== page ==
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by Emma Donoghue

Emma Donoghue’s latest novel, Landing, is a traditional romance with a contemporary twist. The book follows the story of two lesbian lovers who struggle to maintain their relationship despite vast geographic distance and personality differences. The only problem is, they don’t struggle enough.

This is the fifth novel for the Irish-born Donoghue, who now lives in London, Ontario. All of her previous books have been critically well received, and she has been praised for combining enthralling and vibrant storytelling with intricately
woven plots.

Landing, however, is not so enthralling, not so vibrant. Jude, a 26-year-old soft-spoken tomboy, is firmly and stubbornly settled in her hometown of Ireland, Ontario, where she works as a museum curator. On her first-ever plane trip, she meets the stylish and exotic 39-year-old Síle (pronounced “Sheila”), a charismatic flight attendant from Dublin. They make an undeniable – albeit brief – connection in transit, and later begin to correspond via letters and e-mail. Things heat up thanks to the occasional carnal visit, and they fall in love.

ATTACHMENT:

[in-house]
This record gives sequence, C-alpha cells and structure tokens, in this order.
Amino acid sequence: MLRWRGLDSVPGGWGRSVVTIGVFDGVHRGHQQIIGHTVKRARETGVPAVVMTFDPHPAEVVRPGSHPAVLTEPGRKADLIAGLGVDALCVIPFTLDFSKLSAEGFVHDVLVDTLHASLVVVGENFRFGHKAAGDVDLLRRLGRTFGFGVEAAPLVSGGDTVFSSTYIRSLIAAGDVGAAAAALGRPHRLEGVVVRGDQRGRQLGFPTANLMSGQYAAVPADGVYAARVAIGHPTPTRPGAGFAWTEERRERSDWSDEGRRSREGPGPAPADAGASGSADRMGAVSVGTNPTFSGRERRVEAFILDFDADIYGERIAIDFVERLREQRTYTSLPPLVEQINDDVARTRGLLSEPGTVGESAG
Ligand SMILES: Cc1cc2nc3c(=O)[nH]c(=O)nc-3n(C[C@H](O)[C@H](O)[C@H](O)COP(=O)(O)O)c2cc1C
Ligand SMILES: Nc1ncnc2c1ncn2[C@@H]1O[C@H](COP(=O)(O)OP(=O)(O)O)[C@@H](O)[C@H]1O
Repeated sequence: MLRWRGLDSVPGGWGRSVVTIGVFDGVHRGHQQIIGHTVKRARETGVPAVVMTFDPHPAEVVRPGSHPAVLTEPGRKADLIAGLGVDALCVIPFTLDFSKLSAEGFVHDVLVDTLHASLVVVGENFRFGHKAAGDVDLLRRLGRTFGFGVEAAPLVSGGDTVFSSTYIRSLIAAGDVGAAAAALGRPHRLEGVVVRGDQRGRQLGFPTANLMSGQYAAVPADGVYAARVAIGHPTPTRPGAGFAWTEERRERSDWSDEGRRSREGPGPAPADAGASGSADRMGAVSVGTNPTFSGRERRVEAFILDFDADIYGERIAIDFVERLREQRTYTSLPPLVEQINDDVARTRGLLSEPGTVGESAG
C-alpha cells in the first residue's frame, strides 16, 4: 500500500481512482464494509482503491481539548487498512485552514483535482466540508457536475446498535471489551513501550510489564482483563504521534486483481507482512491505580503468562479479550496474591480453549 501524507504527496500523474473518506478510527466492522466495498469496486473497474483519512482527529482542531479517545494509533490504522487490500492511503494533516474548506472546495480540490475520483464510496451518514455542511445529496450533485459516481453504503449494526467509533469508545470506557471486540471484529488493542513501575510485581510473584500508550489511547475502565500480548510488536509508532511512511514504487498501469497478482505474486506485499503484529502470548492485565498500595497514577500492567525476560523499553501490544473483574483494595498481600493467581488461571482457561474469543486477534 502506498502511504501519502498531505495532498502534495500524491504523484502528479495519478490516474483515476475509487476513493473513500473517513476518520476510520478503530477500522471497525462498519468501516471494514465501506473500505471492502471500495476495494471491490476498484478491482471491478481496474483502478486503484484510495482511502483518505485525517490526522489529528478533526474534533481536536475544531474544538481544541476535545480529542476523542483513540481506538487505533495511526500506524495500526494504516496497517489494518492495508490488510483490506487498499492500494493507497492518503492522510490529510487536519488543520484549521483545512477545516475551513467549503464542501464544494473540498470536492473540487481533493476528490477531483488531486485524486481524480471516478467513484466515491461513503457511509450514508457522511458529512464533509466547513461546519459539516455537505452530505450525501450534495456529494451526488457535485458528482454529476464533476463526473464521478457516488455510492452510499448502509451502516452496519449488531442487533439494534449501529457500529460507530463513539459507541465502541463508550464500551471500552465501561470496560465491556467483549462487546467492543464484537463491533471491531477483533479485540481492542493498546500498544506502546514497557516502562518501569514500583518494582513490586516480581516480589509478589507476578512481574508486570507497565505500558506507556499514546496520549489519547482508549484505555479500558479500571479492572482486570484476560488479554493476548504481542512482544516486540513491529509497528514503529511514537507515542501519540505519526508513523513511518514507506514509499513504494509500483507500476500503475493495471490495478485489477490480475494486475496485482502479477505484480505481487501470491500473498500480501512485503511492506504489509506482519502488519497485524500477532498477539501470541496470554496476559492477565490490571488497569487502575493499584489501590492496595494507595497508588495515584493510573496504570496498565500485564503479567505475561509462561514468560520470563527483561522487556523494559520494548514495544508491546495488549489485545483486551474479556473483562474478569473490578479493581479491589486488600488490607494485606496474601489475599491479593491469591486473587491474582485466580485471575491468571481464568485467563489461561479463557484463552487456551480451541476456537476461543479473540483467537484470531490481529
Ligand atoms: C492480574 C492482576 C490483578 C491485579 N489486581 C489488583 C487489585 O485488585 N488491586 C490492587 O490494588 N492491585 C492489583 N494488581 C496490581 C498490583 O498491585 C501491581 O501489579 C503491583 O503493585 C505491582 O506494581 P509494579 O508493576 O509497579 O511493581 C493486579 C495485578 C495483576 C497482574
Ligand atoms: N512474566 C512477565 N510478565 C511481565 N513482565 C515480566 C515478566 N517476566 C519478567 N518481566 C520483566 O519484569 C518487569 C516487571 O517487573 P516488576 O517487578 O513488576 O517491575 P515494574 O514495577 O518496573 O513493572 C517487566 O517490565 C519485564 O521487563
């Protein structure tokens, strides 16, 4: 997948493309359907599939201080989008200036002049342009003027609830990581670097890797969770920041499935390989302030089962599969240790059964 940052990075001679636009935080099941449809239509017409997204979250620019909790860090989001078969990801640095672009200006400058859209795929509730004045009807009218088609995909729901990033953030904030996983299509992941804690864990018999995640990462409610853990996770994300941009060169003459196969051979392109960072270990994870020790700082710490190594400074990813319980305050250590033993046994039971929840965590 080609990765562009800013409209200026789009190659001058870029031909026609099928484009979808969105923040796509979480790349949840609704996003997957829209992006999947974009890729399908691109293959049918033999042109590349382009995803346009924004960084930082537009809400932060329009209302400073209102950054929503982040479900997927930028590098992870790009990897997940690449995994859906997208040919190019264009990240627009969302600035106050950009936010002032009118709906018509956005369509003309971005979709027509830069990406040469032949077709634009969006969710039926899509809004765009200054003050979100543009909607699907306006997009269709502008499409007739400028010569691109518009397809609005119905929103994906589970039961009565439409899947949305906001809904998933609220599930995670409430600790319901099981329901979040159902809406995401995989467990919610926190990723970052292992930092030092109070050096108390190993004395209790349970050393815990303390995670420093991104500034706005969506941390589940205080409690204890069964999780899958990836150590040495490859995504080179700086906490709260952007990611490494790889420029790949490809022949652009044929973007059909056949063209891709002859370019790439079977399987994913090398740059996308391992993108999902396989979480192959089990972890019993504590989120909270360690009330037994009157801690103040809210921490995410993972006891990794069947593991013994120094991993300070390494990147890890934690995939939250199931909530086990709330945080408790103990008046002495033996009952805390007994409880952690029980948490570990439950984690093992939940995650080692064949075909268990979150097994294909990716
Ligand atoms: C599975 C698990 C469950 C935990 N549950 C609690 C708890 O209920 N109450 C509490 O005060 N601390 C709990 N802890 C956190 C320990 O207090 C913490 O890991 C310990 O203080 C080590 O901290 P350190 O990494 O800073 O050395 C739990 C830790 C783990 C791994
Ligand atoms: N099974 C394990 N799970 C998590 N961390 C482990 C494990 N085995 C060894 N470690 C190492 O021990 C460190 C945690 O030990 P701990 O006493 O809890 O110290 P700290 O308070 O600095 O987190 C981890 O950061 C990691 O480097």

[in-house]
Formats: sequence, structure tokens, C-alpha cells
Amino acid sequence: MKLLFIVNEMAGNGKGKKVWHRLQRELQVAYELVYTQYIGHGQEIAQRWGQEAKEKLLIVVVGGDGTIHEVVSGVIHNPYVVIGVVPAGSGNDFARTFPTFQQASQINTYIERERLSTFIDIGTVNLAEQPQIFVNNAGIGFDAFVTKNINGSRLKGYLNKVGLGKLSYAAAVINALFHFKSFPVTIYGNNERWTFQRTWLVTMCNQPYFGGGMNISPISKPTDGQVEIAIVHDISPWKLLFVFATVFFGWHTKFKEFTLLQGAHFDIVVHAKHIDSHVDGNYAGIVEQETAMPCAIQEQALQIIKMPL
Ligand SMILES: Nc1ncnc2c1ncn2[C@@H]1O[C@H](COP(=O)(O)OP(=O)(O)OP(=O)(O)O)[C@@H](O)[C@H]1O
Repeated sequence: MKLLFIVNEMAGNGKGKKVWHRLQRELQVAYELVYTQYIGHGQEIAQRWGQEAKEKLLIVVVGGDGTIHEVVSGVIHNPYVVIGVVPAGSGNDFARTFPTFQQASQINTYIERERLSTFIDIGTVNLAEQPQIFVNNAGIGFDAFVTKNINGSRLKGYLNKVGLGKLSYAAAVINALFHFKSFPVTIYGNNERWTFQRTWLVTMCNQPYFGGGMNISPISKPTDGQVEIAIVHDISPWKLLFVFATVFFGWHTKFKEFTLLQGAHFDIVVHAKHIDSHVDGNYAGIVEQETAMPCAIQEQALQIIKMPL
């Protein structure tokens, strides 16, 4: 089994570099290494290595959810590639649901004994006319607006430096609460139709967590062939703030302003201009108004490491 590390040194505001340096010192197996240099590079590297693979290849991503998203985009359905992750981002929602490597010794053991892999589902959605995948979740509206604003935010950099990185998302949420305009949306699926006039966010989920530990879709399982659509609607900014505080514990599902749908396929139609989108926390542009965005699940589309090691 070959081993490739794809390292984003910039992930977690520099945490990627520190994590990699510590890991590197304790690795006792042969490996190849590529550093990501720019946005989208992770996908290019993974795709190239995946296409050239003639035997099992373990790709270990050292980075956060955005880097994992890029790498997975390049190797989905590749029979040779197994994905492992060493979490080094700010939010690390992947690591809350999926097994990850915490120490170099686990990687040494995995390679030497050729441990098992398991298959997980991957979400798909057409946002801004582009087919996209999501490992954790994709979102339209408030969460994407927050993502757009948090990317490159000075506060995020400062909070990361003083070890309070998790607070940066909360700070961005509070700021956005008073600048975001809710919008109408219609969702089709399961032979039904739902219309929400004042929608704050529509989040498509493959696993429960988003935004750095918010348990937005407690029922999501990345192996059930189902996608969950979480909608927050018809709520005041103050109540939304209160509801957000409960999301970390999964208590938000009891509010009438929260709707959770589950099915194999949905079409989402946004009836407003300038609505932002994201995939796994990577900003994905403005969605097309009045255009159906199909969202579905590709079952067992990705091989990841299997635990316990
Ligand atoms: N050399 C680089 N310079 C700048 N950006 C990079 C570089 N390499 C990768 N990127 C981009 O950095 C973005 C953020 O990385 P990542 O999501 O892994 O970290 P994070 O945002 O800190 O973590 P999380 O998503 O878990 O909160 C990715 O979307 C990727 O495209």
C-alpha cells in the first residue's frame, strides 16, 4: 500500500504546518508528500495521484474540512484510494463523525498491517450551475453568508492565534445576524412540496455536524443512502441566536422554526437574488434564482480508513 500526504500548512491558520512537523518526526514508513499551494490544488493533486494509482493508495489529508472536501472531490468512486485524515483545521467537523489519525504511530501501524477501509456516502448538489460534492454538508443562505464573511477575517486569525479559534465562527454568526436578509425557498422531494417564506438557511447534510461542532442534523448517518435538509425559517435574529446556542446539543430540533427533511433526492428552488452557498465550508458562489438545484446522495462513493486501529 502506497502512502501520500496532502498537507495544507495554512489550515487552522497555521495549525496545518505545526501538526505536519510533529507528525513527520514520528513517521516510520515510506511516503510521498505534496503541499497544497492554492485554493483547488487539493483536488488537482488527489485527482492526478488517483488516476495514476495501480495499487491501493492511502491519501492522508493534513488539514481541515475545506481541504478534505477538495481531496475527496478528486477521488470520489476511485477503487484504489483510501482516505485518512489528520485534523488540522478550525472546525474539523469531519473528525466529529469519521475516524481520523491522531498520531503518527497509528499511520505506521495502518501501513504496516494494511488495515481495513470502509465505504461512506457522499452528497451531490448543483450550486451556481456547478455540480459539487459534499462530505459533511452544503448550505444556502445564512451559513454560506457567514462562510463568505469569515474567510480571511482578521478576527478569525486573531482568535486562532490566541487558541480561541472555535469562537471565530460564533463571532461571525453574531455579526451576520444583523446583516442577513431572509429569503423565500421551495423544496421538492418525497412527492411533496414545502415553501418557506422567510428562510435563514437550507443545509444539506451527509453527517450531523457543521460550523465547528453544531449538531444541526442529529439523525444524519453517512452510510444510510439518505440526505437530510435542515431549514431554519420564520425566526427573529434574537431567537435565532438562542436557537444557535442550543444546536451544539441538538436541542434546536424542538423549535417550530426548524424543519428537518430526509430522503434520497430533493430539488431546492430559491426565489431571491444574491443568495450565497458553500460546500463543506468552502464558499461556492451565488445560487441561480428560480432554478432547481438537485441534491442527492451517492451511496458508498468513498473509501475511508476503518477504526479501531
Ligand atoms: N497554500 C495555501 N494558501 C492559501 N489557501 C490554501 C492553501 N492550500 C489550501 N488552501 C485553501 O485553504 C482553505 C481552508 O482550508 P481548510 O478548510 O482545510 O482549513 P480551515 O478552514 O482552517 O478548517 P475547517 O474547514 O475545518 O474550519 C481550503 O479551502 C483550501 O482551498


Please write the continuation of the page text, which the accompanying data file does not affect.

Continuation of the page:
While some troubles arise because of distance – which leads to much discussion about whether humans are meant to settle in one place with one partner or meant to roam – the reader never really feels that the situation jeopardizes Jude and Síle’s relationship, or their love. Other, more substantial crises are given only cursory treatment. For example, when Síle discovers that Jude is married, and, although separated from her husband, still occasionally has sex with him, she is enraged. But this conflict is resolved in two pages.

Virtually obstacle-free, the story becomes saccharine-sweet. Jude and Síle’s whinging to friends about the challenges of a long-distance relationship is not enough to sustain our interest in their tale or its themes, especially when the novel’s ending is obvious almost from the very start.